Another ethical problem that is pertinent to our region is what to tell a patient when malignancy is diagnosed. Unlike physicians in Canada and the rest of the western world where they inform the patient of the real diagnosis, the families here request the doctors that the patient should not be told the truth about the diagnosis. They want their terminally ill loved one to have peace of mind without worries about his/her condition. The physician feels obligated to tell his patient the truth but does not want to be in conflict with the wishes of the family. So the physician has to comply with the family's wish even if he feels that their request is unreasonable or unethical.

One old ethical problem in the GCC states that is no longer as challenging as it was in the past is alternative religious or traditional medical treatment [3],[4] . When western medicine reached our region in the Gulf about 60 years ago, traditional medicine was the main therapeutic means in many towns and villages in the Gulf. When the patient felt that western medicine did not achieve a quick result as he had anticipated, he would ask the physician to discharge him or allow a traditional local "doctor" such as a beduan or religious Sheikh to treat him while in the hospital.

Some patients thought that such traditional therapy was endorsed by their Islamic principles. In those days, since all the physicians in the Gulf were foreigners, mainly Christian missionaries, they faced an ethical and a sensitive religious challenge. They had to allow the patient to do what they wanted even if it delayed or interfered with their medical care. Gulf traditional medicine is rarely practiced now, but other forms of alternative medicine such as Chinese and herbal medicine is on the rise in the Gulf as well as in many parts of the world. The ethical challenges with the unproven therapeutic claims of the latter and their misleading advertisement pose a new burden on health care authorities in the GCC states.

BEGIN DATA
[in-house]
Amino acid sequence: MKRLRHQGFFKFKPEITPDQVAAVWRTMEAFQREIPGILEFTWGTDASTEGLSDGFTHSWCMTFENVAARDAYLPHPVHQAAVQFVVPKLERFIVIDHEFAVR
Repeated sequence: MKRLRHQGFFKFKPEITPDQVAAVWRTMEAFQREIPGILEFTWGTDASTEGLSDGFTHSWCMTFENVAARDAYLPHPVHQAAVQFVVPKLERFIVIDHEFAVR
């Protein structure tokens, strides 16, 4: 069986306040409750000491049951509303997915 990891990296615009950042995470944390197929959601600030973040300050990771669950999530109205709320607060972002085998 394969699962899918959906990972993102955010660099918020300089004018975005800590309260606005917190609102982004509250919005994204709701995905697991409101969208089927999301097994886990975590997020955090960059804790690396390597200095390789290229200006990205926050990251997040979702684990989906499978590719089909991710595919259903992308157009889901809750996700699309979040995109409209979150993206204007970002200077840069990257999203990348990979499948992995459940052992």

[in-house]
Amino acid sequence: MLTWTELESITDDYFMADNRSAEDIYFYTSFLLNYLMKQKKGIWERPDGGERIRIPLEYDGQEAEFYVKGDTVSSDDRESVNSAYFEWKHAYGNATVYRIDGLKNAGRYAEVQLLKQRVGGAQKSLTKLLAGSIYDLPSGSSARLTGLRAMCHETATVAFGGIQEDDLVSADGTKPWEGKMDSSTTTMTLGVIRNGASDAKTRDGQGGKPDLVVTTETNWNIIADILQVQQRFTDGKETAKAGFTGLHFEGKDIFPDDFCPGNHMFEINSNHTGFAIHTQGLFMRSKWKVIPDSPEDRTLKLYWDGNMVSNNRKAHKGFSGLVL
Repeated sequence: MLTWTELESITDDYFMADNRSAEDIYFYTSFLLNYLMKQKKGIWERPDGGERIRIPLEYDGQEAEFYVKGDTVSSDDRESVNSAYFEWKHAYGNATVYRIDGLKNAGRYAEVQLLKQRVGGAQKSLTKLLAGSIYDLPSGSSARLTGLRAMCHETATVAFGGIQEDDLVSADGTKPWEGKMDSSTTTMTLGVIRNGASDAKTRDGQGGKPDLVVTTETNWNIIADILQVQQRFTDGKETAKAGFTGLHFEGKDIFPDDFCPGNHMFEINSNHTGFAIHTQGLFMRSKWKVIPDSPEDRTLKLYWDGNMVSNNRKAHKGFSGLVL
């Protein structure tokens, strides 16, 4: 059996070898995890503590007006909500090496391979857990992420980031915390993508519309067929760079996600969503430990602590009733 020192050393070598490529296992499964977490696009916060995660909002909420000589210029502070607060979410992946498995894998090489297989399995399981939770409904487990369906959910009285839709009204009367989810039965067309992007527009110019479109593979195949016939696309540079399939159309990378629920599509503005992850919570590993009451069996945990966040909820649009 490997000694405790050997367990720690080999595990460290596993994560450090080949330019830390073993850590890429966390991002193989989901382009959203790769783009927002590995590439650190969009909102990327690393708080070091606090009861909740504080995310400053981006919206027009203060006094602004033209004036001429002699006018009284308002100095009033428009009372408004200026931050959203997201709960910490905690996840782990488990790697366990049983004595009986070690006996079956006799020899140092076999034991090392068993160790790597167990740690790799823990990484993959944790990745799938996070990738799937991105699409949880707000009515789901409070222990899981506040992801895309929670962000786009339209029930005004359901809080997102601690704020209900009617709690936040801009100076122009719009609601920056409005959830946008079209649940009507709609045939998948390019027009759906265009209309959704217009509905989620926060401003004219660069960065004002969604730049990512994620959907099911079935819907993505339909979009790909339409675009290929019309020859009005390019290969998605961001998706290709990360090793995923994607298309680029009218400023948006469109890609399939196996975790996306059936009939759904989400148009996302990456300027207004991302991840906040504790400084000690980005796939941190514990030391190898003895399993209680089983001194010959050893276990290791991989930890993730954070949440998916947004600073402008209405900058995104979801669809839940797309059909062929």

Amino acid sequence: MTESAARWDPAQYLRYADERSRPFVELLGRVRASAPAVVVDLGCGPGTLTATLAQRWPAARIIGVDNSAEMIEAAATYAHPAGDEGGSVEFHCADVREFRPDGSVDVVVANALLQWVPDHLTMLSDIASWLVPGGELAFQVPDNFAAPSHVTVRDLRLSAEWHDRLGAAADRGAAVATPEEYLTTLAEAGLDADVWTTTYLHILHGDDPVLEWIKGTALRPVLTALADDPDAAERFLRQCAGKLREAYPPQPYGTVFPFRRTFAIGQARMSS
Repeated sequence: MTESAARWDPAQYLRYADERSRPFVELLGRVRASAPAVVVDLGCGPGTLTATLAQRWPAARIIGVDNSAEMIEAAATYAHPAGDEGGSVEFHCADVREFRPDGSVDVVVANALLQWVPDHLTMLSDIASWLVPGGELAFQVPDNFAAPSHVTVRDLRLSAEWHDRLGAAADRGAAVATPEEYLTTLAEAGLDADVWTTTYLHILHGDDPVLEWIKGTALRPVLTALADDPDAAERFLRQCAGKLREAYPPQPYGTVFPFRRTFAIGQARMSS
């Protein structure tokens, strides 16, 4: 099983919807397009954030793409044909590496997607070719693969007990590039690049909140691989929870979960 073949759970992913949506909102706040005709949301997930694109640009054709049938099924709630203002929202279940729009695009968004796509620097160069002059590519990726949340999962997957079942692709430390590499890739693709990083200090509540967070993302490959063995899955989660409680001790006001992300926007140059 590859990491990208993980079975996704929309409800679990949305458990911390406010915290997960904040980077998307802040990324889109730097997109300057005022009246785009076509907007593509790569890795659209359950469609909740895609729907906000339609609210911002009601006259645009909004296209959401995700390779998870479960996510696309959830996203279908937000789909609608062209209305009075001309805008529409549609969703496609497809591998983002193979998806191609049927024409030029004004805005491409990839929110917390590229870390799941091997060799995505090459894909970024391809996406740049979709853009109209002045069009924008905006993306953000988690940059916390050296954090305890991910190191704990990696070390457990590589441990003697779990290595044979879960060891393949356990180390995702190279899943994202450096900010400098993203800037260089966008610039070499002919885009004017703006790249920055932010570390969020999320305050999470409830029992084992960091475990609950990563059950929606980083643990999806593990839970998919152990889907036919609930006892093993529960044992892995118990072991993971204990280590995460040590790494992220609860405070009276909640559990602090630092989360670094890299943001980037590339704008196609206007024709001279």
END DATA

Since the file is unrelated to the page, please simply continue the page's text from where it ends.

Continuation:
Some ethical problems are unique to a particular community. A free health care system such as that found in Qatar and the other GCC states generates its own unique set of ethical problems. In addition, culture also plays an important factor in creating ethical dilemmas. There are local customs and traditions that may clash with what is widely accepted as modern ethical conduct for physicians.

However, there are ethical issues that may transcend geography and culture. With the rapid evolution in science and medical technology, physicians and the public face new ethical challenges. Cloning, stem cells, gene therapy, in vitro fertilization, and innovative transplantation techniques are but a few of the ethical dilemmas confronting us today. Each community or culture will have to adapt to the remarkable medical progress being made and at the same time resolve the ethical challenges. In utilizing sophisticated and life-saving technology, we physicians should be sensitive to and respect people's dignity and sense of self. In so doing, we preserve our patients' trust in the medical profession, a tradition that is rooted in our profession for centuries.

 
   References Top

1.Top Ten Health Care Ethics Challenges Facing the Public: Views of Toronto Bioethicists" by Jonathan M Breslin et al. Heart views. 2005;6(2):44-89.   Back to cited text no. 1      
2.Abroaditis Heart views. 2001;2(3):90-142.  Back to cited text no. 2      
3.Arab Gulf Traditional Medicine: Cautery. Heart views. 2003;5(4):134-190.  Back to cited text no. 3      
4.Arab Gulf Traditional Medicine: Blood-letting. Heart views. 2004;5(2):36-85.  Back to cited text no. 4